“For years we didn’t have a generator until our 2015 summer journey.  That’s when I decided upon having a portable generator.  It had to be a portable generator since the Lance 815 doesn’t have onboard space for a generator.

The reason for going with a generator after all those years without one was because we would be as far north as Deadhorse and Prudhoe Bay, Alaska.  This was in case the temperatures dropped where we would have to run our heater for any length of time,

We can also run a small window air conditioner unit in our camper with the generator,  We don’t have a roof top air conditioner unit.  We were also dry camping in a hot and humid weather during our 2015 summer journey.” – Alex Blasingame, 2007 Ford 250, 2002 Lance 815

“I have a portable Honda EU3000is gas generator hauled on our front receiver hitch.  It’s a Harbor Freight aluminum carrier.  We can’t hear it running while we are in the camper.” – Jackson Sheesley, 2008 Ram 3500, 1993 Lance LC980

“I have a Tailgater portable generator from Harbor Freight.  It’s small at 4.3 pounds and is excellent for blowing up my tires when I’m coming off the beach.  It helps to charge the battery as well.  I also have a 100-watts of solar.” – Denis Heil, Chevy 3500 Silverado, Sunline camper 30 years old

“We have a built in Generac, but rarely use it.  We might use it once in awhile for air conditioning when we’re off-grid or to recharge the batteries.” – Stan Carman, 2002 Chevy Silverado, 2002 Lance 1030

“I have a portable Yamaha EF2000, which is 2,000-watts.  We have more options with the portable.” – George Cagney, 2005 Ford F-250, 2005 Lance 845

“I have a built-in because it eliminates storage problems.  There is also remote start and stop from inside the camper.” – Glenn Yauney, 2013 Ford F350, 2000 Arctic Fox 1150

“Mine is built-in, but I was thinking about a portable due to noise.  I don’t use mine much but, when we need power we just need power.  Boondock camping is where I tend to use it more.” – Kimberly Zimmer, 2017 GMC 3500HD, 2016 Lance 1050S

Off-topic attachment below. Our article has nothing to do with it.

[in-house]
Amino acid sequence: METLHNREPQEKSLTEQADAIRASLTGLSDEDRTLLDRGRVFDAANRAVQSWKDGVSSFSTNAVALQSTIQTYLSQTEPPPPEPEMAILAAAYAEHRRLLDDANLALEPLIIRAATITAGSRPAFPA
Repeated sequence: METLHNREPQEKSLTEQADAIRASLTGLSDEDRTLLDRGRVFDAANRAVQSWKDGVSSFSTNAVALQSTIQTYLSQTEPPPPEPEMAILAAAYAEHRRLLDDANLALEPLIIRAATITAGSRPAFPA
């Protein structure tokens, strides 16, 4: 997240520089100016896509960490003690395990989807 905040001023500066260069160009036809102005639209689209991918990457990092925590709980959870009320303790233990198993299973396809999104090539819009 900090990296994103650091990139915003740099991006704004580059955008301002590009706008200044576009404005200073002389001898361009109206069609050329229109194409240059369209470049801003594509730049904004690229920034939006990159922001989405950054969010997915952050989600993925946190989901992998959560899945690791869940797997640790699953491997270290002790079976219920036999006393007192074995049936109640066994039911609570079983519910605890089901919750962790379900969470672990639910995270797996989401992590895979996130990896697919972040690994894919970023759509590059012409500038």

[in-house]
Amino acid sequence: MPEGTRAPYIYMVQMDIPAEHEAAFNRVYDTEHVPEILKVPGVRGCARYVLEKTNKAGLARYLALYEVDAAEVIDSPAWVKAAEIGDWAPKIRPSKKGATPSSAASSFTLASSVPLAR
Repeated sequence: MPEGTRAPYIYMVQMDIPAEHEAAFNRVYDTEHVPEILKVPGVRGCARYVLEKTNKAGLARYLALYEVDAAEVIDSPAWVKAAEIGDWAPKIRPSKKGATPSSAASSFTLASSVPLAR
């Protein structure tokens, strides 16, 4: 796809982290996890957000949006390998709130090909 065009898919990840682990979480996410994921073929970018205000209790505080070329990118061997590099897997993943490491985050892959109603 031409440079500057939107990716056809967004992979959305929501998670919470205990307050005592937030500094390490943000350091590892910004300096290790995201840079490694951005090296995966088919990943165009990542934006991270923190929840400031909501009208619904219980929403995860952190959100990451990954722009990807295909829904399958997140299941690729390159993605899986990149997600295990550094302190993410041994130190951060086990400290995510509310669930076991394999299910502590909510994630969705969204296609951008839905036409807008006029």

“I have a Honda EU2000i and a 140-watt portable solar panel.  I only use the generator when it’s cold to run my 1,500-watt heater and occasionally charge my batteries when the sun forgets to come out.” – Ramon Milam, 2016 Ram 3500, 2015 Arctic Fox 811

“I have a Honda EU2000i inverter generator.  I prefer a portable generator.  It can also be used for home emergencies, at work, etc.” – Timothy O’Sullivan, 2017 Chevy Silverado 3500, 2008 Snowriver 9-6

“My wife has to have her morning coffee.  When dry camping we need a coffee pot.” – Stuart Johnson, 1999 Dodge 3500, no camper as of now

“We have a Honda EU2000i.  We like the portable because of the weight.  It is only 46 pounds.  A built-in is 120 pounds.  We also have 100-watt solar panel on the roof.  We camp a lot in winter, so there is not much sun for solar.” – Kim and Lori Oliver, 2015 GMC 3500, 2013 Adventure 86 SBS

“We use a EU1000i as backup support to one Group 31 battery and 100-watts of solar. Here in southern California the generator seems unnecessary and is often left at home. However, when we venture to where the sun is less reliable, the generator goes with us.  On long trips it accompanies us in case of a potential solar charging malfunction.

In the 14 years we’ve been using this arrangement, we’ve needed the generator four or five times due to weather issues, so it will continue to travel with us as backup.  Oh, we almost always camp off-grid.” – Bruce Colby, 2004 Dodge 2500, 2004 Lance 835

“I have not found the need for a generator.  I basically live in my camper from June through October.  I have a dual battery system with a solar panel for recharging.  I spend summers in Alaska.  If I was to spend more time in the Lower 48, my choice would be a portable because of the weight savings over a built-in.” – George Bennett, 2006 Chevy 2500HD, 2015 Wolf Creek

“Our camper does not have a built-in generator and, for the last three years, we have gotten by without one.  We have planned our camping according to the time of year. Most of our local boondock camping is done during fall, winter, and spring.  Our summer camping involves trips in high elevation to Colorado, Utah, and Lake Tahoe.  But there have been times we have borrowed a generator to camp in the Texas summer heat.

We plan to purchase a new Lance 1172 from Princess Craft RV soon.  That will include the built-in generator and give us the freedom to camp locally without regard to season.” – John O’Shaughnessy, 2007 Ford F550, 2012 Wolf Creek 816

“For me, a major part of camping is peace and quiet.  After staying near users of generators, I vowed never to be that guy.

There are a few conveniences that pretty much require a generator, like air conditioning and microwave ovens.  Since I’m not out for weeks/months at a time, my coach batteries can handle my minimal demand for electricity.  If I my usage or need grows, I’m more likely to add a small, well-balanced solar charging system, and upgrade my batteries to AGM.” – Keith Schofield, 2002 Dodge Ram 2500, 1994 Shadow Cruiser 950